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Teacher's Lesson Is It's Never Too Late : Estela Gonzalez, who calls herself a 'super-late bloomer,' renewed her life after raising eight children.

April 29, 1993|ROBYN LOEWENTHAL | SPECIAL TO THE TIMES

Like many of us, I used to mourn, with each birthday, the passage of time and opportunities. But after meeting Estela Gonzalez, I'm inclined to believe life can be renewed at any age.

Gonzalez, 58, was born in Mexico. But she has lived in Oxnard's Latino community of La Colonia since she was 11. There she married, raised eight children and is the abuela, or grandmother, of five. For most of her life, Gonzalez's world was defined by her roles as wife and mother in a closely knit, traditional, Spanish-speaking family.

But two years ago, Gonzalez found the courage to overcome cultural barriers and divorce her husband of more than 30 years.

"I don't think I did anything special," she said. "It was what I had to do to survive. We were having problems and should have done it 10 years before. But it took a lot of serious thought to finally face that the marriage was dead."

Gonzalez said her children, ages 23 to 37, had been urging her to take the step for years, but she felt obligated to wait until they were grown. And the sudden asthma-related death of an 18-year-old daughter caused her to further postpone the decision.

Nevertheless, Gonzalez was breaking new ground before she ended the marriage. In her 40s, with her youngest child in junior high school, Gonzalez raised eyebrows by going back to school.

"Neighbors criticized why I was going out of the house when my place was taking care of my kids," she said. "My answer was that I was not going to be having babies all my life to take care of. And my family observation showed others meddling in the lives of their children and grandchildren because they didn't have anything else to do. And I didn't want to do that to my kids."

So off she went to community college.

"I had an 11th-grade education. And when Oxnard College opened up, I was very frightened to go," she said. Now Gonzalez believes she is fortunate that the early satellite classes, not far from where she lived, made it possible for her to earn an associate arts degree in Early Childhood Development.

"I started with one class," she said. "When I saw people of all ages going and everybody at the same level on the subject, I said, 'Hey, this is for me. I'm coming back for more.' "

And since 1979, Gonzalez has put her education to good use as a preschool teacher at La Escuelita Migrant Child Development Center in Oxnard. Her pride in the colorful setting and equipment was apparent during our recent tour of the center. And judging from their enthusiastic response to Gonzalez, all her little charges could be her grandchildren.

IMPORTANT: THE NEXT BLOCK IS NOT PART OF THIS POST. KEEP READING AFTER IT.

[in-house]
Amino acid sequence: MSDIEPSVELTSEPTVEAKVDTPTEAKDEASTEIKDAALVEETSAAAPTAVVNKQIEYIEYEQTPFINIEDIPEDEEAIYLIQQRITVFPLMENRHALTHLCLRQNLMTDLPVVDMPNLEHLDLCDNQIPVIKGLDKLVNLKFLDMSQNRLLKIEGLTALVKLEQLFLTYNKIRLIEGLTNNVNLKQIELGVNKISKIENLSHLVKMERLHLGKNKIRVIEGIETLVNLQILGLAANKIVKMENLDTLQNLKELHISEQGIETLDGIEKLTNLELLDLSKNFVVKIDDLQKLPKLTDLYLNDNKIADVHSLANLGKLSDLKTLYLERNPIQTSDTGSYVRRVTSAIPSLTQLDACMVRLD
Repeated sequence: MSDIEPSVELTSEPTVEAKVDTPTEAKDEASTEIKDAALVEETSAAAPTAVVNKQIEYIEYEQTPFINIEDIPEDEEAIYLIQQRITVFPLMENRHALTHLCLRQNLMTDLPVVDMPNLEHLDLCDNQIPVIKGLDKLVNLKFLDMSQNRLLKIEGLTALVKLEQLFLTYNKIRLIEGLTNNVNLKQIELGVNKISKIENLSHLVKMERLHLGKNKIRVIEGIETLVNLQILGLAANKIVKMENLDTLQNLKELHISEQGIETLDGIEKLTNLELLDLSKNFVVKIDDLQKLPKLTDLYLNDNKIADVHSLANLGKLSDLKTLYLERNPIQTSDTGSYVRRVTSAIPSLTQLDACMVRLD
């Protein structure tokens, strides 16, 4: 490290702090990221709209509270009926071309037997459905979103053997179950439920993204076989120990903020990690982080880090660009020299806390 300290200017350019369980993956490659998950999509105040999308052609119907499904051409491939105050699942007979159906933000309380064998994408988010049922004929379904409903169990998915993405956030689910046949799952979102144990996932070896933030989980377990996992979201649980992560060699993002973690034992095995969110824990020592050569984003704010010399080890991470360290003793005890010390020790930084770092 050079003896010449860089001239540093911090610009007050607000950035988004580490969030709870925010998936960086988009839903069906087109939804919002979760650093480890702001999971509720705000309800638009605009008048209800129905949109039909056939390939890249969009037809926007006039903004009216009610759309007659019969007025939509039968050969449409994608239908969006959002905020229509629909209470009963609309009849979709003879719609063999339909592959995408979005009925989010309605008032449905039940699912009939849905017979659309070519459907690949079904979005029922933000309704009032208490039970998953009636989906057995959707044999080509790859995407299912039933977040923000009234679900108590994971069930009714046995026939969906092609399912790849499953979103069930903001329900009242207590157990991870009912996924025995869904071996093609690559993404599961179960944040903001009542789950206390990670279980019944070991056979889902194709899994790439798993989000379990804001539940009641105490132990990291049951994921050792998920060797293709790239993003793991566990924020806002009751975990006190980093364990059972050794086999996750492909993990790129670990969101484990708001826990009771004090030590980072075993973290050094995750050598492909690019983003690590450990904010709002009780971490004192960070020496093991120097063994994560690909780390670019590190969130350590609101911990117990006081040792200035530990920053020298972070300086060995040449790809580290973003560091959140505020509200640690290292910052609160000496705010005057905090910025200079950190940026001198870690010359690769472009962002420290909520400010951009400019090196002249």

"We try to develop the whole child according to his or her personal needs and abilities," Gonzalez said, as we entered one of the school's several play areas.

"As you can see, here we have clothing to try on and a mirror to see how lovely we are. And the dolls have many textures and colors of skin to increase awareness that we are all different, but in some way we are all alike," she said, as she bent to straighten toys in plastic bins.

The children and staff at La Escuelita speak Spanish. Gonzalez said there is strong emphasis on English language development. This is especially important for children who may only be in the program a few weeks or months before their parents follow seasonal agricultural work elsewhere.

Gonzalez, who writes stories for children, said she is especially fond of the reading corner. "And I am very selective, in watching television, to listen to people who speak very well and use a rich vocabulary," she said.

"I began trying to write much later as an adult. I was a super-late bloomer."

Eventually, she hopes to publish her stories. Among other reasons, she is upset about the racial and ethnic stereotypes she believes are prevalent in many children's stories.

"Any culture is a mixture of the old and the new," she said. "And I would like more realistic stories about modern-day family life and family members of different ages. For example, I do a lot of interaction with my grandkids. The oldest is 8, and I'm 58."

She also enjoys interacting with young adults and actively gives something back to her community by teaching a weekly evening parenting class at the center.

About three months ago, Gonzalez, who has again assumed her maiden name, and her daughter, Rosa Moreno, established "Comadre a Comadre," a monthly support group for Latinas. The group meets evenings at La Escuelita and encourages members to talk about their health concerns, personal needs and family issues. Sessions are conducted in Spanish and often feature a speaker from a local social service agency.

"My mother has been a strong role model for me and my sisters," Moreno said. "I'm very proud of what she has accomplished, because she has done it all by herself."

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